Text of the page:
Minor modifications to Convair s Model 340 design brought about the Model 440 “Metropolitan,” offering a slightly higher gross weight, reduced interior noise levels, and optional weather radar. Its exterior measurements were identical to the 340, and Continental Airlines introduced the type on March 8, 1956. Convair sold 100 modification kits to Model 340 operators in order to bring the earlier models up to near-440 standards.
With 199 civil and military 440 sales, Convair-Liner production ended in early 1958 after 1,076 units were manufactured, including the prototype Model 110. Among the last built were several airplanes that did not find buyers until 1960. Adapting turboprop engines to the type’s airframe created the 500 and 600 series, stretching the aircraft’s useful life by many years. Some are still flying today, more than 50 years later, a hearty tribute to a sturdy, well-built airframe.
The typical DC-7 main cabin provided passengers with all the comforts of home: curtained windows, wood paneling, plush seats, fresh fruit, and even pillows and blankets for taking an inflight nap. Note the Club Lounge at the extreme rear of the cabin, and the natty attire of the traveling public in the heyday of the propliner era. (Craig Kodera Collection)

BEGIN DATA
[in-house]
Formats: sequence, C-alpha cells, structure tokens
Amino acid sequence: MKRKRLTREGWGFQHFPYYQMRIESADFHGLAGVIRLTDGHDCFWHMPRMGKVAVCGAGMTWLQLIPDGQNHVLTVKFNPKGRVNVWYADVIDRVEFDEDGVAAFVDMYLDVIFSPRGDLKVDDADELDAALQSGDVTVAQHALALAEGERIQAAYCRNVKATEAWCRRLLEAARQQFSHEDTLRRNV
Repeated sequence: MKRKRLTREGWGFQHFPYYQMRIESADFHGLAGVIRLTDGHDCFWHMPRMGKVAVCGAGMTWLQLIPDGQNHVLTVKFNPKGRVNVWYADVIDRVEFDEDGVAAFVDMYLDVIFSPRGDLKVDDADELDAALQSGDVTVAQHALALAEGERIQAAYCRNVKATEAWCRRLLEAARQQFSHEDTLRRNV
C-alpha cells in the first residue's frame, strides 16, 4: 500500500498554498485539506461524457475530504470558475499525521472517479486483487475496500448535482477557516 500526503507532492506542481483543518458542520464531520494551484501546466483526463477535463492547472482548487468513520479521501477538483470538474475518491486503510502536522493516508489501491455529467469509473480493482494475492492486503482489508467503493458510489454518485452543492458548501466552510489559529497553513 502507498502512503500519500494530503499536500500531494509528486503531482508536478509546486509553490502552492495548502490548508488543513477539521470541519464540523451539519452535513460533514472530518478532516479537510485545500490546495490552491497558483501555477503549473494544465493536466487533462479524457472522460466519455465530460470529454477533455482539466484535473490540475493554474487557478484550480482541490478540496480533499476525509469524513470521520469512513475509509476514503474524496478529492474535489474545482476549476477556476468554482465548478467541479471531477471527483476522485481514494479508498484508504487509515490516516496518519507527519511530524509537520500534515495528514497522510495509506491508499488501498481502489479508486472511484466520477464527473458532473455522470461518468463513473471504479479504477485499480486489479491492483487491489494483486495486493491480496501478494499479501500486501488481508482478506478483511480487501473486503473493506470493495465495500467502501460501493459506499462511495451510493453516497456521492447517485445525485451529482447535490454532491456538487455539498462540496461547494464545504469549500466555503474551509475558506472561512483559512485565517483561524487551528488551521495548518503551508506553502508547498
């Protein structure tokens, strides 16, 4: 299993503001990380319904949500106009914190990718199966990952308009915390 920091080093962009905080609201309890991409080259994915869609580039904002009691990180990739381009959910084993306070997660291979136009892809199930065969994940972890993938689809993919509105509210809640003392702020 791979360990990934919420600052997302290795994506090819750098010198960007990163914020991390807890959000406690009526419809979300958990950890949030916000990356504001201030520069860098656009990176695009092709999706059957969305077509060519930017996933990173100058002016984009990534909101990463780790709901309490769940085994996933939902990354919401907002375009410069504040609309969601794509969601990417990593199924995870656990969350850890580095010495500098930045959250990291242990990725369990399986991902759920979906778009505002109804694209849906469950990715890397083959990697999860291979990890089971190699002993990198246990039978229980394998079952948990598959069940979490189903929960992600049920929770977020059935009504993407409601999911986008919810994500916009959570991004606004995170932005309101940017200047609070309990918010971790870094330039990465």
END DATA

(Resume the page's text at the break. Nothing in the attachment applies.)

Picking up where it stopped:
The last and most successful Convair-Liner variant, its Model 440 Metropolitan reached civil and military sales of 199 airplanes. In addition 100 Model 340s were upgraded to 440 standards. A brand-new Metropolitan appears adjacent to the Convair plant at San Diego, apparently ready for a flight to Atlanta. (Convair/Jon Proctor Collection)